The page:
It was also noted by the EAT that it was more likely to be a problem if the investigation lacked detail rather than contained too much detail.
This case highlights the fact that the investigation stage of a disciplinary procedure is important, and caution should be exercised in respect of what to include and how this is considered throughout the rest of the disciplinary process.
One issue which the above does not address, but is relevant in light of the forthcoming General Data Protection Regulation, is whether the employer should have kept the previous concerns on record at all. It is possible that this type of data protection related challenge could be brought in conjunction with a challenge to the fairness of a disciplinary procedure.
The yearly Hampton-Alexander review has reported that FTSE 100 companies are on track to achieve 30% women on boards by 2020. Currently 28% of FTSE 100 company boards are female, up from just 12.5% in 2012.
This situation was acknowledged by Philip Hampton who stated: ‘Some of our largest companies have made significant progress towards meeting these challenging targets, both on boards and on leadership teams. We should be seeing all FTSE companies now making strides to improve the gender balance at the top.’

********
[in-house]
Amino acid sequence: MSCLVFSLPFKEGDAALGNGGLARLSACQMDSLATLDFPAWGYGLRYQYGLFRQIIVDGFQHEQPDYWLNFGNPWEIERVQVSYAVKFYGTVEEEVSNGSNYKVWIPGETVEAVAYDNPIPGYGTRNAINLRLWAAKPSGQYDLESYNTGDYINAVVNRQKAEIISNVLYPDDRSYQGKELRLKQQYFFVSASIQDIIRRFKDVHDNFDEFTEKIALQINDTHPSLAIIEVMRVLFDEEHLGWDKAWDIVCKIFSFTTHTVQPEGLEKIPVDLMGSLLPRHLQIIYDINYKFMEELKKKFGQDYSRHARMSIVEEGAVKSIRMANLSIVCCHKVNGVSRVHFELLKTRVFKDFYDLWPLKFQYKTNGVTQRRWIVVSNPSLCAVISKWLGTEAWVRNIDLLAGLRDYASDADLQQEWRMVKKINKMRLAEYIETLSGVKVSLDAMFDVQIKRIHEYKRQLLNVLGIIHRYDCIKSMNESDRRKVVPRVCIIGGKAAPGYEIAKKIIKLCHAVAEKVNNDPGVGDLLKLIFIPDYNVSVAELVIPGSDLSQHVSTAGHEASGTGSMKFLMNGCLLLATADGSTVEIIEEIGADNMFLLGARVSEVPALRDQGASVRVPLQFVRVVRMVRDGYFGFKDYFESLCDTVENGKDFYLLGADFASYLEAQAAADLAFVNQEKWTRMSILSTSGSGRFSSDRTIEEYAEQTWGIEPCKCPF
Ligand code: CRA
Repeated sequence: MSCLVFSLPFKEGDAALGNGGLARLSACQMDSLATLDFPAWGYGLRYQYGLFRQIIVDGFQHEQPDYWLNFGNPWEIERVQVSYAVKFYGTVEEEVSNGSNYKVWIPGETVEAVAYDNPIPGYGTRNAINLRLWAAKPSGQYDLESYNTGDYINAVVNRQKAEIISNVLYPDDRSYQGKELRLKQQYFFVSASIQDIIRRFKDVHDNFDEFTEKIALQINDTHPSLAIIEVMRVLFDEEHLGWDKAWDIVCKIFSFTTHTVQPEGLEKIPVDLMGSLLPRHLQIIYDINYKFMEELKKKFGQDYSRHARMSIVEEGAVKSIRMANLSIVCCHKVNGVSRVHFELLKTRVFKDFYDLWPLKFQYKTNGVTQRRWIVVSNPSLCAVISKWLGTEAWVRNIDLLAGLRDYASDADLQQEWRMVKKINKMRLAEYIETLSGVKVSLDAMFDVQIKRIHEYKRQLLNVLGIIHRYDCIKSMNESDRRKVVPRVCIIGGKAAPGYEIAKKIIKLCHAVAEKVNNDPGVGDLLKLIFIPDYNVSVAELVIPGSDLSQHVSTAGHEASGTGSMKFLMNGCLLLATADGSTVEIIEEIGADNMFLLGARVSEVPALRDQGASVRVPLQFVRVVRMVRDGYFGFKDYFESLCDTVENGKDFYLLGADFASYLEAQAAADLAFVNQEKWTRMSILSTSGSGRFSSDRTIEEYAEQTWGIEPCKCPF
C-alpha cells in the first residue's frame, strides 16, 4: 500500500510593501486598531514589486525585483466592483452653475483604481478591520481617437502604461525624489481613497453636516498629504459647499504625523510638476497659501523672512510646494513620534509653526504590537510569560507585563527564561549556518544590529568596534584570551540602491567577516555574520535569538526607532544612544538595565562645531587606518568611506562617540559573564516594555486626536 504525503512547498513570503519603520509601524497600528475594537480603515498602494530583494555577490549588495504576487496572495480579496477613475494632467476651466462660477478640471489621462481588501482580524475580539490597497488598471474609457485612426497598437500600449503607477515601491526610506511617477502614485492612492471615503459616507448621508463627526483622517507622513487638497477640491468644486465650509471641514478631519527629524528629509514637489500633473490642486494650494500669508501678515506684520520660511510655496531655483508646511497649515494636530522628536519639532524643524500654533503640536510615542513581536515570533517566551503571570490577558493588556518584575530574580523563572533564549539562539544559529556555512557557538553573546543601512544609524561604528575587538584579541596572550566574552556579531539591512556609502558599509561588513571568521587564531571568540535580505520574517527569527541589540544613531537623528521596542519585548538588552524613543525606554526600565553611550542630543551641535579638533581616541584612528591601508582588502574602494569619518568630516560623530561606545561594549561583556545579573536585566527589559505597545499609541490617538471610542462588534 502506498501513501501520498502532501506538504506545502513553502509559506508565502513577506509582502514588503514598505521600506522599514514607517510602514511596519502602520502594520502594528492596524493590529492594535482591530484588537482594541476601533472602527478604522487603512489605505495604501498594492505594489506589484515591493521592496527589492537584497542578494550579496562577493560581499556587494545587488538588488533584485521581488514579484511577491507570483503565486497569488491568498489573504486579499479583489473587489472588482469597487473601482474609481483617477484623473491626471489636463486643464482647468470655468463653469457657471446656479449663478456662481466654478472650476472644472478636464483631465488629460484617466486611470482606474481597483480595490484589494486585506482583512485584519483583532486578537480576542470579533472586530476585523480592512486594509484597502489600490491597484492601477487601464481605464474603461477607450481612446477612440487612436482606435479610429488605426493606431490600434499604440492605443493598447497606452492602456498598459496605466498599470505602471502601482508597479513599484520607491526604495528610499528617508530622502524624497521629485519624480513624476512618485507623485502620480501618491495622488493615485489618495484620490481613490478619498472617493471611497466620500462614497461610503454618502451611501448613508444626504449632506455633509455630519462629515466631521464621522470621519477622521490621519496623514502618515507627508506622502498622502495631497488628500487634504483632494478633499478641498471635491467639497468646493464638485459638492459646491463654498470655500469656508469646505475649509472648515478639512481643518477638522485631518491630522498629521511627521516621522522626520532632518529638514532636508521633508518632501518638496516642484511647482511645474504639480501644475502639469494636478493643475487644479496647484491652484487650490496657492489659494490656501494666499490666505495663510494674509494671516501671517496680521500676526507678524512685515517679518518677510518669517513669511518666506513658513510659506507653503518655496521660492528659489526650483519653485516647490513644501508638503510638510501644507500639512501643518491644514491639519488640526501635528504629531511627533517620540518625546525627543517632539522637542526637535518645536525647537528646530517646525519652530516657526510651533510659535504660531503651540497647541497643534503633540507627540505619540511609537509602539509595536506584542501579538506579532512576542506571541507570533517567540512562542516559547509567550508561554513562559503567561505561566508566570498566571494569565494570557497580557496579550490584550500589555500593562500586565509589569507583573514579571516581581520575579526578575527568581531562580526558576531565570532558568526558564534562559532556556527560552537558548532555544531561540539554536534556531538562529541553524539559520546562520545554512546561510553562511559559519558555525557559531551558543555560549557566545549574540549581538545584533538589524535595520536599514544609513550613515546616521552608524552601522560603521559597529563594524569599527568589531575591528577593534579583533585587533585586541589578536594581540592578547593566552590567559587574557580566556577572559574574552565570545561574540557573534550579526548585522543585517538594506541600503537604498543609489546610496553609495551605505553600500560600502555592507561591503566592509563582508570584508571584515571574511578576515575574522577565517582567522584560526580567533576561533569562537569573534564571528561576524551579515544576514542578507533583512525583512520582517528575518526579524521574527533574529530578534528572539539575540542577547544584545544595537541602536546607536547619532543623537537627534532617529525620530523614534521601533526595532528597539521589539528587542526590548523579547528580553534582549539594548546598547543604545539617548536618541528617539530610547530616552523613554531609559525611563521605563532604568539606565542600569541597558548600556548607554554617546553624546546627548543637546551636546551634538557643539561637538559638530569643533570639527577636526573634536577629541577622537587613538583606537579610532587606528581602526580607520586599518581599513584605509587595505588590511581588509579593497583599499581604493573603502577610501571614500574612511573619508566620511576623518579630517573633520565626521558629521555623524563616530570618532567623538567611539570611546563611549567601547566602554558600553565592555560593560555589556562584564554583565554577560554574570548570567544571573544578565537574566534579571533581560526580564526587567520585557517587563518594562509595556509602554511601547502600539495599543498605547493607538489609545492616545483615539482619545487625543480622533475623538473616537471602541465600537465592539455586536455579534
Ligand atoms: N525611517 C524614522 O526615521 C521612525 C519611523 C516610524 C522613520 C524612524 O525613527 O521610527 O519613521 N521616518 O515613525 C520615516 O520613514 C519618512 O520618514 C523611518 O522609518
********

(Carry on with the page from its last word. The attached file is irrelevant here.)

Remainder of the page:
Some argue that progress needs to be made to boost the appointment of women as executive directors. According to a CIPD and High Pay Centre analysis, there are 30 female executive directors in the FTSE 100, and 75% of FTSE 100 companies have no female executive directors.
Although things have shifted, it is clear there is still much to do in order to achieve proportional gender diversity and change organisational culture. Some suggest that focus should be placed upon increasing diversity in the management pipeline across the FTSE 350, with CIPD calling for a voluntary target for 20% of FTSE 350 board-level executive directors to be women by 2020.
In the case of Metropolitan Police v Denby, it was held that a decision-maker who had been influenced in a discriminatory way could be added into proceedings as a joint discriminator, even if they had seemingly not personally been discriminatory.
The case concerned a male police officer, the claimant, who led a group of officers. The deputy assistant commissioner became concerned that the group was not gender diverse and subsequently responded in a heavy-handed way to complaints that the group had claimed overtime not worked for.
Similar complaints into a group led by a female officer were dealt with more leniently. Evidence came to light during the hearing that the commissioner had influenced the decision-maker into launching an investigation into the claimant’s conduct.